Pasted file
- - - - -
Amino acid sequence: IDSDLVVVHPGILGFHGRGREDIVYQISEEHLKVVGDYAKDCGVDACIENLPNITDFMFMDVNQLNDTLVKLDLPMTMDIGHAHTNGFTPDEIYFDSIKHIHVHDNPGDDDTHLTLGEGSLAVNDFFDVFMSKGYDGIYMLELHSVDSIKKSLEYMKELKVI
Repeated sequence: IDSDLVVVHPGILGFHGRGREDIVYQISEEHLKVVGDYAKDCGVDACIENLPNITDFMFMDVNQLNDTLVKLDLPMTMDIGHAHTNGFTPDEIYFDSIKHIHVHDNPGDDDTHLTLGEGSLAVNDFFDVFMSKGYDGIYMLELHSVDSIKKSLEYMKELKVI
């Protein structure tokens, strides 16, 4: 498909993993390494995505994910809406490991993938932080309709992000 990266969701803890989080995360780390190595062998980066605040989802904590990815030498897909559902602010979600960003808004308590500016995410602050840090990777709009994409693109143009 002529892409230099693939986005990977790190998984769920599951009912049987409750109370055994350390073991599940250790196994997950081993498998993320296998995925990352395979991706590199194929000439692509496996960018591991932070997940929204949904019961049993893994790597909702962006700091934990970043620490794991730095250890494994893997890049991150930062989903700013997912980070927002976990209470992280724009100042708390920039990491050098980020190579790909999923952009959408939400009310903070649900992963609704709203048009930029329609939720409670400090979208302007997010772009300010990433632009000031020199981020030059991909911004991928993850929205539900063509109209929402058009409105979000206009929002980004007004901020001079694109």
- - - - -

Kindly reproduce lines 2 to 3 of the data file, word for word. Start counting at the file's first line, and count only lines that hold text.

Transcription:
Repeated sequence: IDSDLVVVHPGILGFHGRGREDIVYQISEEHLKVVGDYAKDCGVDACIENLPNITDFMFMDVNQLNDTLVKLDLPMTMDIGHAHTNGFTPDEIYFDSIKHIHVHDNPGDDDTHLTLGEGSLAVNDFFDVFMSKGYDGIYMLELHSVDSIKKSLEYMKELKVI
């Protein structure tokens, strides 16, 4: 498909993993390494995505994910809406490991993938932080309709992000 990266969701803890989080995360780390190595062998980066605040989802904590990815030498897909559902602010979600960003808004308590500016995410602050840090990777709009994409693109143009 002529892409230099693939986005990977790190998984769920599951009912049987409750109370055994350390073991599940250790196994997950081993498998993320296998995925990352395979991706590199194929000439692509496996960018591991932070997940929204949904019961049993893994790597909702962006700091934990970043620490794991730095250890494994893997890049991150930062989903700013997912980070927002976990209470992280724009100042708390920039990491050098980020190579790909999923952009959408939400009310903070649900992963609704709203048009930029329609939720409670400090979208302007997010772009300010990433632009000031020199981020030059991909911004991928993850929205539900063509109209929402058009409105979000206009929002980004007004901020001079694109």